- Pair it with: Candoni Pinot Grigio
Carnevale di Viareggio: Nestled in the heart of Tuscany, Viareggio’s Carnival celebration is one of the most famous in Italy. The city’s iconic Viareggio Citadel is a 16-hangar megacomplex in the heart of the action, where engineers construct and show off enormous floats year-round. The city has a lively atmosphere even through the night, when after-dusk festivals, called rioni, fill the streets with live music and marching bands.
- Must-Eat: Schiacciata Alla Fiorentina
- Also known as Italian Easter Cake, this delicious dessert has the texture of pound cake with a generous helping of sugar and dash of orange zest. Usually this cake is topped with powdered sugar, but sometimes layered with whipped cream or other frostings.
- Pair it with: Candoni Moscato
Carnevale di Acireale: On the island of Sicily, Acireale’s claim to fame is their intricate use of floral arrangements on each float. While most cities use only papier-mâché displays, this town adds a touch of natural beauty with sweet-smelling flowers as the focal point of parades. In an interesting move, Acireale residents often use kitchen utensils like pots and pans to make music in the streets during Carnival.
- Must-Eat: Arancini Siciliani
- This popular street food can be found throughout Eastern Sicily, because it’s easy to eat while you’re walking around town and watching Carnival parades. These deep-fried rice balls are usually stuffed with melted mozzarella cheese, a helping of rice, and savory meat ragù sauce.
- Pair it with: Candoni Pinot Noir
Make Your Own Carnival Drink
Can’t make it to Italy to celebrate this year? That’s no problem – you can celebrate right here at home with some recipes for Carnival’s most popular drinks. Grab a friend, a few glasses, and a bottle of wine and you’re part of the celebrations like everyone else (kind of). Follow the recipes below to see some of the most popular beverages to sip on:
This easy-to-make drink is a favorite among Carnival-goers because it blends the celebratory nature of sparkling Prosecco with the sweetness of fresh fruit. Here’s how to make it:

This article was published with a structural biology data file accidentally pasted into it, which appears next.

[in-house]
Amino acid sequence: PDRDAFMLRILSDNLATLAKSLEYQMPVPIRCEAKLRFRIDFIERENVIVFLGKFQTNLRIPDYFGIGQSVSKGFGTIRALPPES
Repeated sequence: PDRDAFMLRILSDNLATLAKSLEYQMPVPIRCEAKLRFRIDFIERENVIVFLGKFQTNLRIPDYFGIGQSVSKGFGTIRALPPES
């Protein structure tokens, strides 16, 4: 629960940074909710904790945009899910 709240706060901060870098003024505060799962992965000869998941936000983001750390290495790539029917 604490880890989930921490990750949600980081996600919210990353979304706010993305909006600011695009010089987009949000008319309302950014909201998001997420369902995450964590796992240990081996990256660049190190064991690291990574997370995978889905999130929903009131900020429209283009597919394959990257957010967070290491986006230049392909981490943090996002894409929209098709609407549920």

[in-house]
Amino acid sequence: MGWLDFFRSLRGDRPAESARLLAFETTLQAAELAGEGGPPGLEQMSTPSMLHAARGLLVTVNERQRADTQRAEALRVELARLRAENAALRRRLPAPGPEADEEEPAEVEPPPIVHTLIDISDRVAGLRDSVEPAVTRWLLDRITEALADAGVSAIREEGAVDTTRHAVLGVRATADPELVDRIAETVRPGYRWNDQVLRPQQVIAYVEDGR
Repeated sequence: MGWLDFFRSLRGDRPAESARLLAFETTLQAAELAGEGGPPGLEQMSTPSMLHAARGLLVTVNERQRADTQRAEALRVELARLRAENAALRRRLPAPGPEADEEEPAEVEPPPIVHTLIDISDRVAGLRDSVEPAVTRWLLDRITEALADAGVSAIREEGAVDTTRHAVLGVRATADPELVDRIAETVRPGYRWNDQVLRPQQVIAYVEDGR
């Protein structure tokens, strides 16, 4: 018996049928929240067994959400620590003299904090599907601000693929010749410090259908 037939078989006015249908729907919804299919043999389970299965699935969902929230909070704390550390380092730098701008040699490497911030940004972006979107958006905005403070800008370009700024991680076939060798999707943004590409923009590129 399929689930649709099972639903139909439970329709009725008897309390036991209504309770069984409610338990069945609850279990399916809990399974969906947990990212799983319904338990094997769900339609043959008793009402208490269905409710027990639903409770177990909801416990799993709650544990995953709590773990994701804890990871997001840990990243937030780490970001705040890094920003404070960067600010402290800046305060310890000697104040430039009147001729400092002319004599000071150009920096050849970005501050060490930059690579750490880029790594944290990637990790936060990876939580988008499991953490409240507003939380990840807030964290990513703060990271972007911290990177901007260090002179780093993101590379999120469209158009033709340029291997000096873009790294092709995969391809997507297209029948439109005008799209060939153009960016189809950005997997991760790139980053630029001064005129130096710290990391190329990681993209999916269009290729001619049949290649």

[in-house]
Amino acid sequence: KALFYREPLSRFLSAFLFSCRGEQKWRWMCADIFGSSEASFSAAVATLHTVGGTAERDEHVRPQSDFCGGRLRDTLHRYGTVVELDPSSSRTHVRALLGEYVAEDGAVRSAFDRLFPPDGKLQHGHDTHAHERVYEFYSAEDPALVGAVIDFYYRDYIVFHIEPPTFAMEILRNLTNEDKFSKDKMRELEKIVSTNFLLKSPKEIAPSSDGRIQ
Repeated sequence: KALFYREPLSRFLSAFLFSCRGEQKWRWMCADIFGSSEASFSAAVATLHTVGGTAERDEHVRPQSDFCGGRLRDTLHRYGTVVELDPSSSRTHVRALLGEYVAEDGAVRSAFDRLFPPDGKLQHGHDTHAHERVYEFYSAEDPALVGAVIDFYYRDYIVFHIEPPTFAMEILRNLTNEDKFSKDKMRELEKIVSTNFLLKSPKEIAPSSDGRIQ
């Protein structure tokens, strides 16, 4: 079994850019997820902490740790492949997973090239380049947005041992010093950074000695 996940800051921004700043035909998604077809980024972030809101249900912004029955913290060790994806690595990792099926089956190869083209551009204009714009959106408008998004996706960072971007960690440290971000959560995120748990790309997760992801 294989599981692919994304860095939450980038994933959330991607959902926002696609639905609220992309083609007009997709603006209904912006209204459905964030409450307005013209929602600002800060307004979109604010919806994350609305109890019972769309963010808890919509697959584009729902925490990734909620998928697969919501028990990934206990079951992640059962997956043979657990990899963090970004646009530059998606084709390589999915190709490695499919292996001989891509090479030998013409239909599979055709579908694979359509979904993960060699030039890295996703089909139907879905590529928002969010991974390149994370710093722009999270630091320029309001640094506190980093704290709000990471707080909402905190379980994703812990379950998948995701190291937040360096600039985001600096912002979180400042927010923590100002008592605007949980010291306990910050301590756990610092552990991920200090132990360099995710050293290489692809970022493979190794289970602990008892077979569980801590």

- Add 2 parts peach purée to the bottom of a glass
- Add 3 parts sparkling Candoni Prosecco Brut
- Lightly mix with spoon, making sure the puree is fully mixed
Mulled Wine (Vin Brulé)
What doesn’t sound great about warm red wine? This drink is surprisingly popular during the colder months of January and February. According to Italian tradition, adding spices and heat to an old, unappetizing bottle of wine was also a great way to get rid of it before Lent. Today, this tradition is continued, not out of necessity, but because it simply tastes great. Here’s our authentic Vin Brulé guide:
- Peel 1 lemon and 1 orange, leaving just the rind
- Add 2 bottles of full-bodied red wine to a medium-low heat pot (we recommend the Candoni Merlot)
- Add citrus peels (from Step 1), 1 cup sugar, 2 sticks of cinnamon, a pinch of nutmeg, and 8 cloves to the wine
- Bring mixture to a slow boil, mixing occasionally to ensure all sugar is dissolved
- Let boil for only a few minutes, so the alcohol content isn’t completely evaporated
- Strain mixture to remove fruit rind and solids
- Serve immediately and enjoy!
Shrove Tuesday is less than two weeks away, which means that Italian Carnival celebrations are in full swing in many parts of the country. We always recommend traveling to Italy during this time of year because it is a truly unique time to experience Italian food, wine and culture. From the Candoni De Zan Family to yours, we wish you the happiest and healthiest Mardi Gras celebrations for 2016.